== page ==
Batt Riding High After Nuke Waste Vote
Buoyed by overwhelming public endorsement of his nuclear waste deal, Republican Gov. Phil Batt said Wednesday he is leaning toward seeking a second term in 1998, although the decision will not be made for another year.
“I’m, of course, inclined that way,” said Batt, who put his prestige on the line with the unprecedented agreement with the federal government and who saw 65 percent of the voters agree with him on Tuesday.
“It is heartening,” he said, “and I think that if I were running today, I’d easily be re-elected.”
Batt, who would be 71 when he stages a re-election campaign, said he has been encouraged from many quarters to run again, “and other candidates whom I think are well-qualified who didn’t run have encouraged me to run without exception.”
Late Tuesday, after another Idaho Republican sweep became obvious, state GOP Chairman Ron McMurray told party faithful that keeping Batt in office is a top priority.
“If we can convince the governor to run for another term, that’s going to be the No. 1 thing,” McMurray said.
“I don’t think anyone can beat him.”
Based on Tuesday’s results that saw voters rebuff all Democratic attempts at a political comeback and reject not only the initiative against Batt’s waste agreement but also the One Percent Initiative which the governor had warned would undermine the state’s economy, Batt said he sees his mandate being greater now than it was two years ago when he won the state’s top office by more than eight percentage points.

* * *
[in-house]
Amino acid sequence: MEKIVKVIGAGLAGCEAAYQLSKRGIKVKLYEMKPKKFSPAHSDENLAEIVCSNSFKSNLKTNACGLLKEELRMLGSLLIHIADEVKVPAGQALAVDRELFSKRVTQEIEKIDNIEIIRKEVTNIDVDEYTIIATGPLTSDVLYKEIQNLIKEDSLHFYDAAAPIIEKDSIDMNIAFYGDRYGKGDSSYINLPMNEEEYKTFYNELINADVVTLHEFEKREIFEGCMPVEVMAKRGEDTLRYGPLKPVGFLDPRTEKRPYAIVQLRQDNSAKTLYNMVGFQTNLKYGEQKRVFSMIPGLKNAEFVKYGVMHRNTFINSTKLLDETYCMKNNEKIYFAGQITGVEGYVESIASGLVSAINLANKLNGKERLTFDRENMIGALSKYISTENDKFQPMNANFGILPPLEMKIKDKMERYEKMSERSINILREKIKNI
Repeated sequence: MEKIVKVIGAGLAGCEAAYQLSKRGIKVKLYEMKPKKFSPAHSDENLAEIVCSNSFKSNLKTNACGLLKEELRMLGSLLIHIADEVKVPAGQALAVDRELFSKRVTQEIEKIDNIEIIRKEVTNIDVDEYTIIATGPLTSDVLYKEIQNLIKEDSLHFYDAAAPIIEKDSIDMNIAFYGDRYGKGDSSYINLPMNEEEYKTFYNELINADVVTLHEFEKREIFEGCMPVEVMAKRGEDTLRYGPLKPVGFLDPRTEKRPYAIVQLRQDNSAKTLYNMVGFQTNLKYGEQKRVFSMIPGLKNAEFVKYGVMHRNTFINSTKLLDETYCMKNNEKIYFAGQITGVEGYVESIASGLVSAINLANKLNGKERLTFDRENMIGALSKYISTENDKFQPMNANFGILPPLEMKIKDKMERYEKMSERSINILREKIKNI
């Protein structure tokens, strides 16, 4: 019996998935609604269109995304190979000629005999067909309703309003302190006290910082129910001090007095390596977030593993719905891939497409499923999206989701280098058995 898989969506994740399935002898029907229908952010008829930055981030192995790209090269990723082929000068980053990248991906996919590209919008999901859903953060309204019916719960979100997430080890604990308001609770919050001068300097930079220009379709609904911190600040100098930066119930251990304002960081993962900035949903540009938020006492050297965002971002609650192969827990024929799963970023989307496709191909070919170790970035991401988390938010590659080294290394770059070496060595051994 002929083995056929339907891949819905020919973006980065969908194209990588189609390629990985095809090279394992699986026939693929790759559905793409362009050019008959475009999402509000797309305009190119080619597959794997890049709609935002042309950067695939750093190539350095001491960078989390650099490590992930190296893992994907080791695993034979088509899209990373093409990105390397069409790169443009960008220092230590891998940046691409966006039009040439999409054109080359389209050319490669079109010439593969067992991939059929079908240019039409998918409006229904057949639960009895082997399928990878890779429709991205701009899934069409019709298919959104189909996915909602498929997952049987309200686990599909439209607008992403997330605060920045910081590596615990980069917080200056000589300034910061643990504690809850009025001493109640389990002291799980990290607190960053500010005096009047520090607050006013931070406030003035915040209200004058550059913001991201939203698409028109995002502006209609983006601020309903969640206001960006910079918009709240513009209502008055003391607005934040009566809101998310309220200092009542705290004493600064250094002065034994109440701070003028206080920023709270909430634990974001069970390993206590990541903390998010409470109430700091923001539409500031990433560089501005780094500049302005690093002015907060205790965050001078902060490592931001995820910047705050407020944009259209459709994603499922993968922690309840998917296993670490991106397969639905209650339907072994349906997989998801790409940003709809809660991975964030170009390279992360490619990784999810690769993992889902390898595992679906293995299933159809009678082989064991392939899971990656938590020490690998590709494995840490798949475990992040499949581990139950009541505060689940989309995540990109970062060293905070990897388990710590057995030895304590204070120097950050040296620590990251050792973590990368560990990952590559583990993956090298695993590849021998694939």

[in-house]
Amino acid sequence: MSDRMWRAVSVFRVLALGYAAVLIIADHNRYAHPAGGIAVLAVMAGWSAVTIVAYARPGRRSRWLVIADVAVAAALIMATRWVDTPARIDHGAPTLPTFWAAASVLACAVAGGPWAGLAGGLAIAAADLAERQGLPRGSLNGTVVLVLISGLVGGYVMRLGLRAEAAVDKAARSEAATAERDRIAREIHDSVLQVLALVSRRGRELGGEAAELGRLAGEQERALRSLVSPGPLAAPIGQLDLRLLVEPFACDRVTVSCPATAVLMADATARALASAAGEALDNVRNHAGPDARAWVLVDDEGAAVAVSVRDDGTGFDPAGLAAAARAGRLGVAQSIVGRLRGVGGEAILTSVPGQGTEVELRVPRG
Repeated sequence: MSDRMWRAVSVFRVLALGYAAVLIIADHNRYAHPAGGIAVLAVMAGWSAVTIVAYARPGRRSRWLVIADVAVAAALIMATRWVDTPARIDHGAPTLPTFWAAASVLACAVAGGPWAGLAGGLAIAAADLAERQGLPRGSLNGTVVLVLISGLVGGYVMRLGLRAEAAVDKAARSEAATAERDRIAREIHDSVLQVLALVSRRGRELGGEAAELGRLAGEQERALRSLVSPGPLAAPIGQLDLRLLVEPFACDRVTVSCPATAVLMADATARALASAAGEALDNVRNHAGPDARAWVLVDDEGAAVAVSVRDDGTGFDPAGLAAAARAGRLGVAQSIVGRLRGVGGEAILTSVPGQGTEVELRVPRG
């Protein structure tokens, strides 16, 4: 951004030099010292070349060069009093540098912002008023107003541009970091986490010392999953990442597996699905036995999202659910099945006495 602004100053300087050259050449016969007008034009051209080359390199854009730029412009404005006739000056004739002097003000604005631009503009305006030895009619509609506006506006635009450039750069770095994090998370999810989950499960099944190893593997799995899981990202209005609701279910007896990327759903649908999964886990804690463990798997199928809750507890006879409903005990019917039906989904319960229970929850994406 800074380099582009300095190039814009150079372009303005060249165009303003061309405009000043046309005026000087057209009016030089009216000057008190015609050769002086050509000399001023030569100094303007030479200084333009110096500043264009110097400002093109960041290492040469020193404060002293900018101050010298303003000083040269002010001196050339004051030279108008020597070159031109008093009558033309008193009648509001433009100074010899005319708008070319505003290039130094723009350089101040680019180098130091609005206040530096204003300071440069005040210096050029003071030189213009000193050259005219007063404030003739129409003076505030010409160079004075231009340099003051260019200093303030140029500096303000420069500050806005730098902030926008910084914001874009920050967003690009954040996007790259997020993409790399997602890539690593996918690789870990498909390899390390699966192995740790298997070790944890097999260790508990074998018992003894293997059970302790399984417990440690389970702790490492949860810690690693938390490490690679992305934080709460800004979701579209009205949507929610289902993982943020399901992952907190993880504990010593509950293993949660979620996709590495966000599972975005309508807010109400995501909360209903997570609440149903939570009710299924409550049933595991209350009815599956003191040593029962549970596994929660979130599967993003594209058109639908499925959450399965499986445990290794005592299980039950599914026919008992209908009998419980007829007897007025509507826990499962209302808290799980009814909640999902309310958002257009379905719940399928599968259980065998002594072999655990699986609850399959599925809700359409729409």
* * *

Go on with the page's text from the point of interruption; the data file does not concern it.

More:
“I have only one desire,” he said, “to govern Idaho to the best of my ability.”
Former Democratic state Sen. John Peavey of Carey, a leader of the initiative drive to void Batt’s nuclear deal, already has established a Peavey for Governor committee.
He considered seeking the Democratic nomination to face Batt in 1994 but deferred to others and made an unsuccessful bid for lieutenant governor.
Batt has maintained that Peavey’s involvement in the nuclear waste debate has been motivated to a great extent by his political ambition, although Peavey has been outspoken on the issue of radioactive dumping and nuclear waste management at the Idaho National Engineering Laboratory for years.
Tuesday’s voter rejection of the initiative to void the deal, the governor said, should suggest to Peavey that he needs to find another issue.
“He’s riding a very flimsy vehicle if he rides nuclear waste any farther,” Batt said.
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